Human Heart: All You Need To Know

Human Heart: All You Need To Know

The human heart is the most important organ in our body. It is entirely a pump supplying a consistent flow of the vital fluid i.e blood throughout the body’s tissues.

It is mostly hollow and muscular, composed of cardiac muscles and connective tissue. The heart is the epicentre of the circulatory system, which supplies the body with oxygen and other vital nutrients necessary to sustain life.

The circulatory system

The circulatory system of our body, along with the cardiovascular system, has many functions, such as:

  • To help fight off diseases.
  • Help the body maintain normal body temperature.
  • Sustain the right chemical balance to ensure our body’s homeostasis (state of balance among all its systems).

Components of the circulatory system

There are four primary components of the circulatory system:

  • The human heart: Our heart is almost the size of our fists held together. It is placed at the centre of our chest. The heart pumps blood continuously, keeping the circulatory system working at all times.
  • Arteries: These nerves carry oxygen-rich blood away from the heart to different organs and muscles of our body.
  • Veins: This is the other important nerve of the circulatory system, carrying deoxygenated blood to the heart, then directed to the lungs to receive oxygen.
  • Blood: The red-coloured fluid transports nearly everything within the body that are needed to keep the body healthy (hormones, nutrients, oxygen etc.)
The circulatory system, comprising the heart, arteries and veins.
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The mechanism

As we inhale air, it enters the lungs. The oxygen from the air is absorbed by the tiny membranes in the lungs and the oxygen enters the bloodstream via these membranes. As the body uses the oxygen and processes nutrients, it generates carbon dioxide, expelled by the lungs as we exhale air. The digestive and endocrine system similarly transport nutrients and hormones, respectively.

The circulatory system functions throughout the body only because of constant pressure from the heart and valves. This pressure ensures that the arteries transport blood away from the heart and the veins carry blood to the heart.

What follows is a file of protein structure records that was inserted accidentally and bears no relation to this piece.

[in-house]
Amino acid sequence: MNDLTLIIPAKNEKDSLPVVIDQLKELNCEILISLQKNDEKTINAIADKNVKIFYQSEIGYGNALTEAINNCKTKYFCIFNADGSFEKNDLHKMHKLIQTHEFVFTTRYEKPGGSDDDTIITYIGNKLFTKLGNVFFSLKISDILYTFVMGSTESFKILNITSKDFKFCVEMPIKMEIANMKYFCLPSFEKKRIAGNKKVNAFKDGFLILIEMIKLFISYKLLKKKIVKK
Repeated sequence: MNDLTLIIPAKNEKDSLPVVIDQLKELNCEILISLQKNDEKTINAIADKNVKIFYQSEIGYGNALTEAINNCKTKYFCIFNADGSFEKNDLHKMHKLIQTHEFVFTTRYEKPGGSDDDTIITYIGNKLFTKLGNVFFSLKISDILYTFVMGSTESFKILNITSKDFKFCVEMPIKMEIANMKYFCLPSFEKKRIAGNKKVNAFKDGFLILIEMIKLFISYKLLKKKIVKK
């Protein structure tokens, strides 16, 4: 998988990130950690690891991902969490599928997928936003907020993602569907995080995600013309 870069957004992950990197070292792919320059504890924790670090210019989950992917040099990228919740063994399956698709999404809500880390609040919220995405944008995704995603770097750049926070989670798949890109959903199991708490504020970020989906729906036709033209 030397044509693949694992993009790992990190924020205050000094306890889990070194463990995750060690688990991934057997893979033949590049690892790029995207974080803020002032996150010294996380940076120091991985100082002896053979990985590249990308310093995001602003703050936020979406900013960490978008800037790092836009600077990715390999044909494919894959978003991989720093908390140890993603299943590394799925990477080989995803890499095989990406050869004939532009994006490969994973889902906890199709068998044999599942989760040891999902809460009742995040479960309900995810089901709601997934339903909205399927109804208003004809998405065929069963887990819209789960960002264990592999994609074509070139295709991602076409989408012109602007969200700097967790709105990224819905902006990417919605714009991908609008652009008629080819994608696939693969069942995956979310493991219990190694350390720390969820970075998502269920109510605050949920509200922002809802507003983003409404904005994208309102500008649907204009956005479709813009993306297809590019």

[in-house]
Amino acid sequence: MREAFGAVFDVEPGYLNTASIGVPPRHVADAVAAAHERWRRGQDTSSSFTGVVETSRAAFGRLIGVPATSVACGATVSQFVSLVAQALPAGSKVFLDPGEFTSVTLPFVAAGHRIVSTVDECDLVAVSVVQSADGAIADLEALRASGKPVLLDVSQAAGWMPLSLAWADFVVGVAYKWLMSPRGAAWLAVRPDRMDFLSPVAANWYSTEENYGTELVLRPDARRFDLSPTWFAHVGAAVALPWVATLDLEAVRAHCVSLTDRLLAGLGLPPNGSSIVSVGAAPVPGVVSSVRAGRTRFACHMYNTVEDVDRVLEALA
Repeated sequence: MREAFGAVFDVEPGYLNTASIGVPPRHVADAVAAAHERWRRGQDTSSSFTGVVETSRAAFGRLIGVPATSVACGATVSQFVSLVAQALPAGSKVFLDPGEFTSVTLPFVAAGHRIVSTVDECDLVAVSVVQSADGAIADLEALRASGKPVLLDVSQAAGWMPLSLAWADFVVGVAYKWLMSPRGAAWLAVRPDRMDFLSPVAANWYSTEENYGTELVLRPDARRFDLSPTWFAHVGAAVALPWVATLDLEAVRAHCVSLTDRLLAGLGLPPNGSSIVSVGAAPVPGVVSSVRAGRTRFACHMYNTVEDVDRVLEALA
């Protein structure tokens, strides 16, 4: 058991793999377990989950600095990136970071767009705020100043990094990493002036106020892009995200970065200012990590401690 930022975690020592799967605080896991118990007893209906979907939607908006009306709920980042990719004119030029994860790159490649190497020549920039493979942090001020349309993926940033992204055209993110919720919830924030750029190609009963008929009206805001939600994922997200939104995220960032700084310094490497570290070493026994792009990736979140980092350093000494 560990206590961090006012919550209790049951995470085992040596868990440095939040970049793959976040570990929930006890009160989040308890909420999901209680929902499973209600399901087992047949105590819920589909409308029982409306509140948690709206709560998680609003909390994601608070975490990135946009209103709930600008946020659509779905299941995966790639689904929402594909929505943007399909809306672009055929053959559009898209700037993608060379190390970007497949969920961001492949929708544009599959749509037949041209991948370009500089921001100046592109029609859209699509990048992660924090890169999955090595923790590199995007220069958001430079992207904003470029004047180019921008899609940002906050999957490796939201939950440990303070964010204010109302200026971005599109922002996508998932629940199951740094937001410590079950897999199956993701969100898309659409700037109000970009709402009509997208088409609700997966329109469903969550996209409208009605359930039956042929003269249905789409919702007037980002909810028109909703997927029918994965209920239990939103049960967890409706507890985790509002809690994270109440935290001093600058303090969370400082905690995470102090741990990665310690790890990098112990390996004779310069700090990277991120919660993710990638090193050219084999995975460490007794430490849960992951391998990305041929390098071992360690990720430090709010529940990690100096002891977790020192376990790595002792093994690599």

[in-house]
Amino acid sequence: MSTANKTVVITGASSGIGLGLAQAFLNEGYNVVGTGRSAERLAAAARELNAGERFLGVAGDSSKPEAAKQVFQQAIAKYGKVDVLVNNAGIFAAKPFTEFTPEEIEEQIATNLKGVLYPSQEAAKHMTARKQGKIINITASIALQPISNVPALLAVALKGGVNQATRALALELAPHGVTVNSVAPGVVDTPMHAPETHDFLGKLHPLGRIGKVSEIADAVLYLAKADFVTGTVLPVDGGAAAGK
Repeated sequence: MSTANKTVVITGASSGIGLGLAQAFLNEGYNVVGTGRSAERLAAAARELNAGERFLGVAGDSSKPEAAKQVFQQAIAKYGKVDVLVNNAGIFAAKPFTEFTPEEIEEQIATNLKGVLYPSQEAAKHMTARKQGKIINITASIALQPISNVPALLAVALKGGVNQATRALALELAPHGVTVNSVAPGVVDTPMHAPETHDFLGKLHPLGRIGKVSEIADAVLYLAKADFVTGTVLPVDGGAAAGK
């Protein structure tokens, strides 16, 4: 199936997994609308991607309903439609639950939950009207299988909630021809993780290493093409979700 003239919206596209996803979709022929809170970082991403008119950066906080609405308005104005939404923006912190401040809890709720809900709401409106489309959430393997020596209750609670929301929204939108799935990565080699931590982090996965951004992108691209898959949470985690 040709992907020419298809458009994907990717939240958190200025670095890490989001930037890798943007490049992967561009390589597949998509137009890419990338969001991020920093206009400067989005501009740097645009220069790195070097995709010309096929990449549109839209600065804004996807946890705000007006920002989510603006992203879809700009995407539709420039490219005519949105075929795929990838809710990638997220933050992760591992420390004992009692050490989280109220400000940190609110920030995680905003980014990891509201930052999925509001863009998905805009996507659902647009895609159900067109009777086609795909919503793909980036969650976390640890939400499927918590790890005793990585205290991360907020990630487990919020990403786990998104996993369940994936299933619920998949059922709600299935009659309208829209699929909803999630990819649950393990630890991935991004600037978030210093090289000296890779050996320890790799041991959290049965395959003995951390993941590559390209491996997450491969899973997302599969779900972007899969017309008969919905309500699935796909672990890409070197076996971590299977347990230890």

ALSO READ: 7 Ways ‘Arjuna’ can Benefit the Human Heart

Types of circulation

Three different types of circulation regularly occur in the body:

  • Pulmonary circulation: In this type, the system carries oxygen-depleted blood away from the heart, to the lungs, and back to the heart.
  • Systemic circulation: This part carries oxygenated blood from the heart to other parts of the body.
  • Coronary circulation: This type of circulation gives oxygenated blood to the heart so that it can function well.

Now coming to the Human Heart

Our heart works a lot harder than other organs.

On average, the human heart beats around 75 times in a minute.

Unbelievably, the heart steadily pumps an average of 7,500 litres of blood each day throughout the body.

The human heart is located underneath the sternum and ribcage and between our two lungs.

The human heart weighs less than 500 grams.

The heart’s chambers

The human heart has four chambers that function as a double-sided pump, with an upper and continuous lower chamber on each side of the heart. They are:

  • Left atrium: This chamber receives oxygenated blood from the pulmonary veins of the lungs and pumps it to the left ventricle.
  • Left ventricle: The left ventricle is the hardest pumping part of the heart, as it pumps blood that flows to the heart and rest of the body other than the lungs.
  • Right atrium: This chamber receives deoxygenated blood from the veins that have been circulated through the body, excluding the lungs, and pumps it to the right ventricle.
  • Right ventricle: It pumps blood from the right atrium to the pulmonary artery. The pulmonary artery sends the deoxygenated blood to the lungs, where it absorbs oxygen in exchange for carbon dioxide.

The left ventricle has the thickest muscle mass of all chambers.

The two atria are both located on the top of your heart. They receive blood from your veins. The ventricles are located on the bottom of your heart. They pump blood into your arteries. These chambers contract so that the heart beats and to pump the blood through each chamber. They fill up with blood before each beat, and the contraction pushes the blood out into the next chamber.

These contractions happen with the help of electrical pulses that start from the sinus node (also known as sinoatrial (SA) node) located in the right atrium tissue. Then the pulses travel through the heart to the atrioventricular (AV) node located near the centre of the heart between the atria and the ventricles. These electrical impulses keep your blood flowing in a proper rhythm.

This is called the cardiac conduction system.

An antidote

If you’ve reached this far, you would have understood about the circulatory system, and how the human heart works.

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